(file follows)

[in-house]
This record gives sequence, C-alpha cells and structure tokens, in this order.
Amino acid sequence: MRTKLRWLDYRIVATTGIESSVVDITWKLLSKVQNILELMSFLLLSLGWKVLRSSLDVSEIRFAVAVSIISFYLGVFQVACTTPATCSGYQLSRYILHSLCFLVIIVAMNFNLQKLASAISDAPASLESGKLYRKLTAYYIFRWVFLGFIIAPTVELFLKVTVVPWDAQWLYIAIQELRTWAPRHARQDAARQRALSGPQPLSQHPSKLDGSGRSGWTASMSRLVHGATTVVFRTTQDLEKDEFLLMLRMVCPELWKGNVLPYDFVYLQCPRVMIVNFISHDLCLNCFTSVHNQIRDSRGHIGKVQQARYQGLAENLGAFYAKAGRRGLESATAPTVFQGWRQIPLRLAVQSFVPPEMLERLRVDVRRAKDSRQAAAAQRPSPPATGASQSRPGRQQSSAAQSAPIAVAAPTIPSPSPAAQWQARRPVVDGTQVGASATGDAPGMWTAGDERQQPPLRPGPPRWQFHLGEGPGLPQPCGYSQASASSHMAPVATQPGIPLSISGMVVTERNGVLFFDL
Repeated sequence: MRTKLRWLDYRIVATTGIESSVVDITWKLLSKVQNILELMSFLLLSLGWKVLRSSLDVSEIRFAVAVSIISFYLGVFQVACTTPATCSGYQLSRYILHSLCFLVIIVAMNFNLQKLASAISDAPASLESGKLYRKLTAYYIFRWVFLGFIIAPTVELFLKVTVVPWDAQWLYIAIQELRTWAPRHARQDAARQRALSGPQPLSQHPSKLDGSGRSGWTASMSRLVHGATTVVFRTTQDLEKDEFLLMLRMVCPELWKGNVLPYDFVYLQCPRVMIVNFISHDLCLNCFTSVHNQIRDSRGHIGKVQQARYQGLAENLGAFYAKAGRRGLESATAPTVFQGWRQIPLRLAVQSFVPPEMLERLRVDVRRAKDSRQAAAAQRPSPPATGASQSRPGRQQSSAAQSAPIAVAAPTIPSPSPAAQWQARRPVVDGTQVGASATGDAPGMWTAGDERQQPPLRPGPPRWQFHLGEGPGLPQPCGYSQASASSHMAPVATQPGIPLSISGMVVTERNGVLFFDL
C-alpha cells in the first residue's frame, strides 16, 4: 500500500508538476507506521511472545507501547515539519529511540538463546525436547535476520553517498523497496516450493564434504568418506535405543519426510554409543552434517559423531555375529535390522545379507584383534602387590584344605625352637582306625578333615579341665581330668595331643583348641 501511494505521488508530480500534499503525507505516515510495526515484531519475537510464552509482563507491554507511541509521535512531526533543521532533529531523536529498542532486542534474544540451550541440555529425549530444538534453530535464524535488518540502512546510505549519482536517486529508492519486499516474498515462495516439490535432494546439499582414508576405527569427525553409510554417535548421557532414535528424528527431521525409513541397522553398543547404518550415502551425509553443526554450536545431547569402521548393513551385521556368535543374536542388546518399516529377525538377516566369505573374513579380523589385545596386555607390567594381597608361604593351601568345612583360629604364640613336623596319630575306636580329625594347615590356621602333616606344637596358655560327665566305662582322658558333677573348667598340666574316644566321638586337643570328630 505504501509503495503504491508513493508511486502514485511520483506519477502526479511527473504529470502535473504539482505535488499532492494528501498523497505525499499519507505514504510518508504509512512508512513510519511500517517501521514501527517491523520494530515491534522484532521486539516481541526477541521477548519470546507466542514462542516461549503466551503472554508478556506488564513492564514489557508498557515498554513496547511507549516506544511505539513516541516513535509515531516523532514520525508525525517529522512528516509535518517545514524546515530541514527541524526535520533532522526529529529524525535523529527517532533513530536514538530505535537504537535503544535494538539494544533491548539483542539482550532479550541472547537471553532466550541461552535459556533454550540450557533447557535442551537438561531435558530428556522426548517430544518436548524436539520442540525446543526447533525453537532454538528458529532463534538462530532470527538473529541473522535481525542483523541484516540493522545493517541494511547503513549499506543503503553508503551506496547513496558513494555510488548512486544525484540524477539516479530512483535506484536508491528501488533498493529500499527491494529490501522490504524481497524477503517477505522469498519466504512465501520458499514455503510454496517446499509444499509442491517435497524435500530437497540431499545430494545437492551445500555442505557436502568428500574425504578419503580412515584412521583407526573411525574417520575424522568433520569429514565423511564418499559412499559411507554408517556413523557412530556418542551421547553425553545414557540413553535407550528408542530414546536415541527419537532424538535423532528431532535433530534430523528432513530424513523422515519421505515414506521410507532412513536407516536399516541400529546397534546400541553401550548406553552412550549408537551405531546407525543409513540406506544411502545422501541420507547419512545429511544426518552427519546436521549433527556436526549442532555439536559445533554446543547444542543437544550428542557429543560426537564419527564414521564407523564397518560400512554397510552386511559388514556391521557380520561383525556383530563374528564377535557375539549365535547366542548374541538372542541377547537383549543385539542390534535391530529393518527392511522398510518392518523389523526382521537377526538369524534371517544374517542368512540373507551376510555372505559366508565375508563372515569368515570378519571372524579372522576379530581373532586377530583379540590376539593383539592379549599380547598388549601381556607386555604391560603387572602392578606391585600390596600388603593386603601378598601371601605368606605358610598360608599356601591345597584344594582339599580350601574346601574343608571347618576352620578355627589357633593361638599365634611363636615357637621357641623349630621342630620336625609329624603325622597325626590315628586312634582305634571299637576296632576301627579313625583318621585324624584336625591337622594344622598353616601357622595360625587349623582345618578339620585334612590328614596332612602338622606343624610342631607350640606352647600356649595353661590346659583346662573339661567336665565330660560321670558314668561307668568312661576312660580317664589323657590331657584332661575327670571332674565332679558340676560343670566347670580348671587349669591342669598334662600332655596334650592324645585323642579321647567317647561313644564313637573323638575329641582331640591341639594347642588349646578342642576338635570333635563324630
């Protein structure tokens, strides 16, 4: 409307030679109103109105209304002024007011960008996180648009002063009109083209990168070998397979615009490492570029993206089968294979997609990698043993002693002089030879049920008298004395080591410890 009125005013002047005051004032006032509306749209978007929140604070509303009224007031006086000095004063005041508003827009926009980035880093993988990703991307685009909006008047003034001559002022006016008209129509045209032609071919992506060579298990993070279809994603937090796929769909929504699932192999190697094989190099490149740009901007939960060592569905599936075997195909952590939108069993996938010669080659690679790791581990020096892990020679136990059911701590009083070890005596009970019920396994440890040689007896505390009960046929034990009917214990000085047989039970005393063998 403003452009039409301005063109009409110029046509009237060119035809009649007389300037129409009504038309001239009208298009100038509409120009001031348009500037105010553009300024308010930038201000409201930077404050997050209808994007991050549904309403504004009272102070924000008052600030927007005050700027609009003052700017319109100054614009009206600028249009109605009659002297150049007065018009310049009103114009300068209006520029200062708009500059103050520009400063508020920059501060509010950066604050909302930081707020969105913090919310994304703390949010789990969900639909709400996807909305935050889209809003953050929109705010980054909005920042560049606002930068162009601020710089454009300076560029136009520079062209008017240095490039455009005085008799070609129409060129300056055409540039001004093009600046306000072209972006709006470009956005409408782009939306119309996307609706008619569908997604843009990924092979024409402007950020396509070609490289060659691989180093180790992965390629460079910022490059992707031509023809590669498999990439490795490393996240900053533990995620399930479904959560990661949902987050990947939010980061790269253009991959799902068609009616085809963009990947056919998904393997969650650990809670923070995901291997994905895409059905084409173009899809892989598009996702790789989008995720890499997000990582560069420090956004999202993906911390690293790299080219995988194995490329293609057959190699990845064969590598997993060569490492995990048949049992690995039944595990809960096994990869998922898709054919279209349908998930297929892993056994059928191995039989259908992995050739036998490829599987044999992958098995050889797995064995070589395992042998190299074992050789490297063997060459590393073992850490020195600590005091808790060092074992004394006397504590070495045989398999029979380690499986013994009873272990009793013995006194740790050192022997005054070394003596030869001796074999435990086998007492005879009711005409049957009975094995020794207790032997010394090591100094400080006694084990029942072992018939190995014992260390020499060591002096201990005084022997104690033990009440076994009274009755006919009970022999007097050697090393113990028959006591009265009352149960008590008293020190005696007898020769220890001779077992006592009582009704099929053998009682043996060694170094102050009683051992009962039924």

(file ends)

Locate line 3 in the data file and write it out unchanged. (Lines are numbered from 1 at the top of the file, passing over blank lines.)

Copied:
Amino acid sequence: MRTKLRWLDYRIVATTGIESSVVDITWKLLSKVQNILELMSFLLLSLGWKVLRSSLDVSEIRFAVAVSIISFYLGVFQVACTTPATCSGYQLSRYILHSLCFLVIIVAMNFNLQKLASAISDAPASLESGKLYRKLTAYYIFRWVFLGFIIAPTVELFLKVTVVPWDAQWLYIAIQELRTWAPRHARQDAARQRALSGPQPLSQHPSKLDGSGRSGWTASMSRLVHGATTVVFRTTQDLEKDEFLLMLRMVCPELWKGNVLPYDFVYLQCPRVMIVNFISHDLCLNCFTSVHNQIRDSRGHIGKVQQARYQGLAENLGAFYAKAGRRGLESATAPTVFQGWRQIPLRLAVQSFVPPEMLERLRVDVRRAKDSRQAAAAQRPSPPATGASQSRPGRQQSSAAQSAPIAVAAPTIPSPSPAAQWQARRPVVDGTQVGASATGDAPGMWTAGDERQQPPLRPGPPRWQFHLGEGPGLPQPCGYSQASASSHMAPVATQPGIPLSISGMVVTERNGVLFFDL